Running With the Kenyans und über 1,5 Millionen weitere Bücher verfügbar für Amazon Kindle. Erfahren Sie mehr
Derzeit nicht verfügbar.
Ob und wann dieser Artikel wieder vorrätig sein wird, ist unbekannt.
Möchten Sie verkaufen?
Zur Rückseite klappen Zur Vorderseite klappen
Anhören Wird wiedergegeben... Angehalten   Sie hören eine Probe der Audible-Audioausgabe.
Weitere Informationen
Dieses Bild anzeigen

Running With the Kenyans (Englisch)


Alle 5 Formate und Ausgaben anzeigen Andere Formate und Ausgaben ausblenden
Amazon-Preis Neu ab Gebraucht ab
Kindle Edition
"Bitte wiederholen"
 

Buch-GeschenkideenWeihnachtsgeschenk gesucht?
Entdecken Sie die schönsten Buch-Geschenke im Buch-Weihnachtsshop.
Hier klicken


Kunden, die diesen Artikel angesehen haben, haben auch angesehen

Jeder kann Kindle Bücher lesen — selbst ohne ein Kindle-Gerät — mit der KOSTENFREIEN Kindle App für Smartphones, Tablets und Computer.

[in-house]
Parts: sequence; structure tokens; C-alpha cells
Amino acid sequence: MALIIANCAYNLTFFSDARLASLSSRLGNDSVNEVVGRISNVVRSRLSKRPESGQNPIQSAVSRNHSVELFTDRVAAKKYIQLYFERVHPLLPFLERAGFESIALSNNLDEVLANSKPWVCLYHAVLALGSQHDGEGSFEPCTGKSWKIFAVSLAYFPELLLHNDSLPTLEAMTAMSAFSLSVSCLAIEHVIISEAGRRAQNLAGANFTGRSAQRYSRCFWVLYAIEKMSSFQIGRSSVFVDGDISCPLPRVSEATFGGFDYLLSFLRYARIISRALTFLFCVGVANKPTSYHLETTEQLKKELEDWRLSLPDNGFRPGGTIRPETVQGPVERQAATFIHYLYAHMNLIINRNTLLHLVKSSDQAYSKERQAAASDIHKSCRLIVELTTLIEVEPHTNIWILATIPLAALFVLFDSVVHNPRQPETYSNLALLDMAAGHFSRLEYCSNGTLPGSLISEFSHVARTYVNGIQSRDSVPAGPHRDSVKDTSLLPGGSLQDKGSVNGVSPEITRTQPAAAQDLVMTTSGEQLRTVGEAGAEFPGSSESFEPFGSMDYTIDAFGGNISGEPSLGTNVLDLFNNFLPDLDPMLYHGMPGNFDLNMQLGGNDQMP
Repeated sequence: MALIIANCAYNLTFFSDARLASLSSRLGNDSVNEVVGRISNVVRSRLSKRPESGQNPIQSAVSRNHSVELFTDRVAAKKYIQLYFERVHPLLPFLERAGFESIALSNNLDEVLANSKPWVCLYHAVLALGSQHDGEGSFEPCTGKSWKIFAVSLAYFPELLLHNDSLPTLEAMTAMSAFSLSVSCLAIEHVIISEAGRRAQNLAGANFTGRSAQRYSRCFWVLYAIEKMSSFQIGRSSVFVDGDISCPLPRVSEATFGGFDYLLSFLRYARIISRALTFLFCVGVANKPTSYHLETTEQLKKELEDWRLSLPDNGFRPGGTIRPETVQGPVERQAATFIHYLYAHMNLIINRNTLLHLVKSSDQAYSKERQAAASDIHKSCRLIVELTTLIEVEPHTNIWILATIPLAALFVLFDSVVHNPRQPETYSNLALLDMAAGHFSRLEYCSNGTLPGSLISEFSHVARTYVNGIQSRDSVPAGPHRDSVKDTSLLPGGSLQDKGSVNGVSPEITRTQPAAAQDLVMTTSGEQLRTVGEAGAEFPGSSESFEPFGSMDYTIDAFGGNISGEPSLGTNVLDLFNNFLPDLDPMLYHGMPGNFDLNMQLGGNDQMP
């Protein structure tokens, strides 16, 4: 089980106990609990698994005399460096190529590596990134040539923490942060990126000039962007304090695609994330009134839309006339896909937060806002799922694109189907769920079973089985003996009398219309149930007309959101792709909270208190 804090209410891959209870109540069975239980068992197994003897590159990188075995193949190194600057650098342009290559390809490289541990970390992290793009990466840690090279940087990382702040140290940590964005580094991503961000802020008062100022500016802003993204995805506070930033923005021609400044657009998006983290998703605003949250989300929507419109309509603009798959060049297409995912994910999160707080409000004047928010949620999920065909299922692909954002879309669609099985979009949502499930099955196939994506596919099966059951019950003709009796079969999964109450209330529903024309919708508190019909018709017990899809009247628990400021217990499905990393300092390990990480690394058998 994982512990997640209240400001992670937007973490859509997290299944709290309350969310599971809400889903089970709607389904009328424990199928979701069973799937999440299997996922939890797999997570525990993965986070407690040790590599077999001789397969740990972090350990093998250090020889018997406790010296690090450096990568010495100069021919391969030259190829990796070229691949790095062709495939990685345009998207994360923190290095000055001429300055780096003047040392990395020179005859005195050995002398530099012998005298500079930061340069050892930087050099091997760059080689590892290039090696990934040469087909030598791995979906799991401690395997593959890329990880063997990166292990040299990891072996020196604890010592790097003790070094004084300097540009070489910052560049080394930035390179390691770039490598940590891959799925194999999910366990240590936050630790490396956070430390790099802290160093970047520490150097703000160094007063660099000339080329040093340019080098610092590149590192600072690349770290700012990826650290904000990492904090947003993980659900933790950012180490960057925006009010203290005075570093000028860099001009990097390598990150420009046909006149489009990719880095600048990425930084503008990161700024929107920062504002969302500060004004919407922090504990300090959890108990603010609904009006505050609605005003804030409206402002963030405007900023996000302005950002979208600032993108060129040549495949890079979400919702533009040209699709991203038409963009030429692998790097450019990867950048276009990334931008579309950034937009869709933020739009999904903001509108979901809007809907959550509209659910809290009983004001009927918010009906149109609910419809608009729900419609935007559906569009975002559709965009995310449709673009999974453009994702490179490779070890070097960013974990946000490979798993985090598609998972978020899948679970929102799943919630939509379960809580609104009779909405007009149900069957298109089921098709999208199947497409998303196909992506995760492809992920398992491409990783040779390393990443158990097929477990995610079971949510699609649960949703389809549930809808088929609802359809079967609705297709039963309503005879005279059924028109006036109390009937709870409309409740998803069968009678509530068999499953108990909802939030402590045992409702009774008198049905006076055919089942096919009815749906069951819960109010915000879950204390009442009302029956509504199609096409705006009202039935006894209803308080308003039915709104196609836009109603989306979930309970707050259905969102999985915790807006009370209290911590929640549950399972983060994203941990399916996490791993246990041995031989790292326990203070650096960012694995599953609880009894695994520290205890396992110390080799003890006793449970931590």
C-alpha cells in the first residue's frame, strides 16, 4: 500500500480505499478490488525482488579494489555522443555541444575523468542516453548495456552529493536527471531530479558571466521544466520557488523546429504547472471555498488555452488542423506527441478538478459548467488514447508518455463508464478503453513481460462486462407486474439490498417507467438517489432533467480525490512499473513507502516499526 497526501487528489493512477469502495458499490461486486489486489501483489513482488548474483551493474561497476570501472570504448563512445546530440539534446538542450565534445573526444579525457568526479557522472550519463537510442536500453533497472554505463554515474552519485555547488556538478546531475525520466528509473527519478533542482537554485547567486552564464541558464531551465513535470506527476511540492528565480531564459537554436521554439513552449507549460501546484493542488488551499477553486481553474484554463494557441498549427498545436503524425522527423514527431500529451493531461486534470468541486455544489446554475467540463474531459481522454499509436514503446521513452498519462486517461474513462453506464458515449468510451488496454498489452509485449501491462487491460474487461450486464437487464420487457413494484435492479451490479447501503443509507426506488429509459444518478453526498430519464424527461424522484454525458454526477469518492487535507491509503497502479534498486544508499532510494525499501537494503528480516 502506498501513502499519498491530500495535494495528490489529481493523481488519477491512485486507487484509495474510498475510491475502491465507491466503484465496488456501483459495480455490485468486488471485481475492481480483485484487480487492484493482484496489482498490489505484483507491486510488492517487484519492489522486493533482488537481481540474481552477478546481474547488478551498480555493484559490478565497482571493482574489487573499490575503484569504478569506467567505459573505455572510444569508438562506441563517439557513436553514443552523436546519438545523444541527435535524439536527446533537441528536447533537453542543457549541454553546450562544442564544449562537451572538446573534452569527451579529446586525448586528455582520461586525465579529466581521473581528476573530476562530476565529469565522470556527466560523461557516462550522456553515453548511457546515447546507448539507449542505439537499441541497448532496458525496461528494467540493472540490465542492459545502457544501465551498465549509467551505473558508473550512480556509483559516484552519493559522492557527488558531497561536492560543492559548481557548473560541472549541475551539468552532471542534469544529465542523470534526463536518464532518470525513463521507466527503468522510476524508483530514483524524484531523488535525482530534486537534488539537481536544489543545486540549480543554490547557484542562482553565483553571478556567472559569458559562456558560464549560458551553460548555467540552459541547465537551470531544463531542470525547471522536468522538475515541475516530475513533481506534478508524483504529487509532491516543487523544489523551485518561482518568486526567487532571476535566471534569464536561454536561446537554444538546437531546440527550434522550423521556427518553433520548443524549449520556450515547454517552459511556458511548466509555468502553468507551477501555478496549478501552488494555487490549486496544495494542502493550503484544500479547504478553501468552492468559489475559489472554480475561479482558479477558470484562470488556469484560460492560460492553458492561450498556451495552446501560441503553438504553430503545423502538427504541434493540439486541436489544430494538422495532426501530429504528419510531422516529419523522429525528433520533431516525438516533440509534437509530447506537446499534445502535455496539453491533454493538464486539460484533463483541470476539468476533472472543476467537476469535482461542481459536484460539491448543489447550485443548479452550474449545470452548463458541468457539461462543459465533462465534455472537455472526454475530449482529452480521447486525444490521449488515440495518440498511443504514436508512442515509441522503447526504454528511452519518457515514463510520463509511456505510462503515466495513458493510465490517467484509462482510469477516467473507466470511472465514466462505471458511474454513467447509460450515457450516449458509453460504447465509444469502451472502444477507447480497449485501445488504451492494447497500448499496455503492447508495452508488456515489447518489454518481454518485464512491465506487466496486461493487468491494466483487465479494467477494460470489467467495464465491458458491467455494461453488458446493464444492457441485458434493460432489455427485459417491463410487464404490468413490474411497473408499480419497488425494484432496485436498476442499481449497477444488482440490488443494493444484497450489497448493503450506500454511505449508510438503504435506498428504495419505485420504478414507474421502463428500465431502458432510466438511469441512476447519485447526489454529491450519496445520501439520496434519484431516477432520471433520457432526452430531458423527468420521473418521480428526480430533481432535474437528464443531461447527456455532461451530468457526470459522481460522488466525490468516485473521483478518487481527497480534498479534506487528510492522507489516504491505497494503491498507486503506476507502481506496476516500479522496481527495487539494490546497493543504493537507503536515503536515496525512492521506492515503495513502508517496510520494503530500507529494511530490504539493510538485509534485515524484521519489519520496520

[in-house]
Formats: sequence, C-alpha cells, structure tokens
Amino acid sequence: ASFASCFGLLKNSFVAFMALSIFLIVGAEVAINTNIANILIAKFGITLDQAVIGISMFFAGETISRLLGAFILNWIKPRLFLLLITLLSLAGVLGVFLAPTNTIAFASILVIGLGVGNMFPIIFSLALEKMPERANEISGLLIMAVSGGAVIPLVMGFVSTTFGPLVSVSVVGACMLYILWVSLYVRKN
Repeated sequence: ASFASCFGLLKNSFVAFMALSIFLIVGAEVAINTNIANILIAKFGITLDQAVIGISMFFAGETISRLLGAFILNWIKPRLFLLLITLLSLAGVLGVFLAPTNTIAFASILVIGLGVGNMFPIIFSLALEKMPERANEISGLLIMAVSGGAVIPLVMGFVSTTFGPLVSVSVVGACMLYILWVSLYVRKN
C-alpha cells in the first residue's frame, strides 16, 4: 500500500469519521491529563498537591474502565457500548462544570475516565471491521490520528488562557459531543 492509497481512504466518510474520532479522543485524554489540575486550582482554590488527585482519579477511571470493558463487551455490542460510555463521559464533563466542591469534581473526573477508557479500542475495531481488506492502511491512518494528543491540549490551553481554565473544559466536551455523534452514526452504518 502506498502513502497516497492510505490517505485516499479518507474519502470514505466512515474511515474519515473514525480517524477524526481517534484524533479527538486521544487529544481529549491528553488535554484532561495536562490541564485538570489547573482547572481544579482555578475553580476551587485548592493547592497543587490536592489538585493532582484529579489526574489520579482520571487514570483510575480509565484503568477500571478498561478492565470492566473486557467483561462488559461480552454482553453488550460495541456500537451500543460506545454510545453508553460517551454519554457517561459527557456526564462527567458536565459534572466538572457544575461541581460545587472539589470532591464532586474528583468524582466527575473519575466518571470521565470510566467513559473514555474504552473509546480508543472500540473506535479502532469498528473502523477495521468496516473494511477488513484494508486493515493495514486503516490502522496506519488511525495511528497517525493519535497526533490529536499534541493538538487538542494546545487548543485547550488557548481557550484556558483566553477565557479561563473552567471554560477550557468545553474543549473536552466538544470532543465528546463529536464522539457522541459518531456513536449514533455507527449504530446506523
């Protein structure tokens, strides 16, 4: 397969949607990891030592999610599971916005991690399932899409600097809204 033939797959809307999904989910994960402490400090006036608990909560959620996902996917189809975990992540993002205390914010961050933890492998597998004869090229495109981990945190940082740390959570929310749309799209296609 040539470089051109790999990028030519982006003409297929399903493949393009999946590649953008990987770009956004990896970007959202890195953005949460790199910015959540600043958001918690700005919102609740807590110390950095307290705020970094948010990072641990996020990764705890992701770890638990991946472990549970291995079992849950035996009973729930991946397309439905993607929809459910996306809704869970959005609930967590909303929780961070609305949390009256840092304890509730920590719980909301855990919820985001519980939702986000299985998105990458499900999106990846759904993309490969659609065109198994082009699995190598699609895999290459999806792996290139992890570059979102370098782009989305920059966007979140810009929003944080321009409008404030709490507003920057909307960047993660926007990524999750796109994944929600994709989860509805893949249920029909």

Produktinformation

  • Audio CD
  • Sprache: Englisch
  • ISBN-10: 0307989720
  • ISBN-13: 978-0307989727
  • Größe und/oder Gewicht: 17,8 x 16 x 2,3 cm
  • Durchschnittliche Kundenbewertung: 3.7 von 5 Sternen  Alle Rezensionen anzeigen (3 Kundenrezensionen)

Mehr über den Autor

Entdecken Sie Bücher, lesen Sie über Autoren und mehr

Welche anderen Artikel kaufen Kunden, nachdem sie diesen Artikel angesehen haben?


In diesem Buch (Mehr dazu)
Nach einer anderen Ausgabe dieses Buches suchen.
Ausgewählte Seiten ansehen
Buchdeckel | Copyright | Auszug | Rückseite
Hier reinlesen und suchen:

Kundenrezensionen

3.7 von 5 Sternen
Sagen Sie Ihre Meinung zu diesem Artikel

Die hilfreichsten Kundenrezensionen

1 von 1 Kunden fanden die folgende Rezension hilfreich Von w4 am 1. September 2013
Format: Taschenbuch
Das Buch heißt schöner Weise ja auch "Running with the Kenyans", nicht "The Secret of the Kenyans".
Und darum geht es auch. Der durchaus talentierte (10km/38min) Autor Finn zieht mit seiner Familie für ein gutes halbes Jahr nach Kenia ins Herz des kenianischen Laufsport, nach Iten. Eine kleine Stadt in einer ärmlichen ländlichen Region auf 4000 Fuß Höhe, die sich in den letzten 30 Jahren zu einer Läufer-Hochburg entwickelt hat.
Es handelt sich ebenso um eine nicht zu tief greifende Sozial- und Milieu-Studie wie auch um eine Liebeserklärung an den Laufsport.